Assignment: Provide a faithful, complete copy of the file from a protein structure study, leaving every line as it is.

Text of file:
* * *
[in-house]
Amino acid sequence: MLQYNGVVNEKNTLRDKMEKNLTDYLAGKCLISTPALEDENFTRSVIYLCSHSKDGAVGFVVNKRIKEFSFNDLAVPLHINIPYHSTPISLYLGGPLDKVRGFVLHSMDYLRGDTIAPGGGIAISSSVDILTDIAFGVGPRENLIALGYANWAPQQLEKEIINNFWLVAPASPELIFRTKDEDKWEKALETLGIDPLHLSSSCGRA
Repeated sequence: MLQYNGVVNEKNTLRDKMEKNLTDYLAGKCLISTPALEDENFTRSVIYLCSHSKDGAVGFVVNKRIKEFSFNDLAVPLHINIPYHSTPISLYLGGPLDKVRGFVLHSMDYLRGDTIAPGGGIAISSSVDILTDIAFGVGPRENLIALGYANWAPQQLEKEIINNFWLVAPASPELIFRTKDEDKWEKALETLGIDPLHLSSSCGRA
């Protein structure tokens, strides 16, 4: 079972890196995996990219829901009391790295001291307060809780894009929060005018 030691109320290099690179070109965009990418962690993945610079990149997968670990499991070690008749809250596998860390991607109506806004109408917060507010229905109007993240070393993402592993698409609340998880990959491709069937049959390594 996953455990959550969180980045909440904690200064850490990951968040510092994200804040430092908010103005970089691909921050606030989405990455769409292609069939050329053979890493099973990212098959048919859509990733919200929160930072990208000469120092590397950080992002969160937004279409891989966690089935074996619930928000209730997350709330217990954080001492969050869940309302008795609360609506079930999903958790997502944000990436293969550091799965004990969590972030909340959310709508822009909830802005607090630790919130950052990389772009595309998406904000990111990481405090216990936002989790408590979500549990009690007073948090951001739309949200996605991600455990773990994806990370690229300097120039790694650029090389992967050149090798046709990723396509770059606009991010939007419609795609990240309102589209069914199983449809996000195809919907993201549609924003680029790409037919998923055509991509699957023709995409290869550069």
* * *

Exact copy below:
[in-house]
Amino acid sequence: MLQYNGVVNEKNTLRDKMEKNLTDYLAGKCLISTPALEDENFTRSVIYLCSHSKDGAVGFVVNKRIKEFSFNDLAVPLHINIPYHSTPISLYLGGPLDKVRGFVLHSMDYLRGDTIAPGGGIAISSSVDILTDIAFGVGPRENLIALGYANWAPQQLEKEIINNFWLVAPASPELIFRTKDEDKWEKALETLGIDPLHLSSSCGRA
Repeated sequence: MLQYNGVVNEKNTLRDKMEKNLTDYLAGKCLISTPALEDENFTRSVIYLCSHSKDGAVGFVVNKRIKEFSFNDLAVPLHINIPYHSTPISLYLGGPLDKVRGFVLHSMDYLRGDTIAPGGGIAISSSVDILTDIAFGVGPRENLIALGYANWAPQQLEKEIINNFWLVAPASPELIFRTKDEDKWEKALETLGIDPLHLSSSCGRA
């Protein structure tokens, strides 16, 4: 079972890196995996990219829901009391790295001291307060809780894009929060005018 030691109320290099690179070109965009990418962690993945610079990149997968670990499991070690008749809250596998860390991607109506806004109408917060507010229905109007993240070393993402592993698409609340998880990959491709069937049959390594 996953455990959550969180980045909440904690200064850490990951968040510092994200804040430092908010103005970089691909921050606030989405990455769409292609069939050329053979890493099973990212098959048919859509990733919200929160930072990208000469120092590397950080992002969160937004279409891989966690089935074996619930928000209730997350709330217990954080001492969050869940309302008795609360609506079930999903958790997502944000990436293969550091799965004990969590972030909340959310709508822009909830802005607090630790919130950052990389772009595309998406904000990111990481405090216990936002989790408590979500549990009690007073948090951001739309949200996605991600455990773990994806990370690229300097120039790694650029090389992967050149090798046709990723396509770059606009991010939007419609795609990240309102589209069914199983449809996000195809919907993201549609924003680029790409037919998923055509991509699957023709995409290869550069």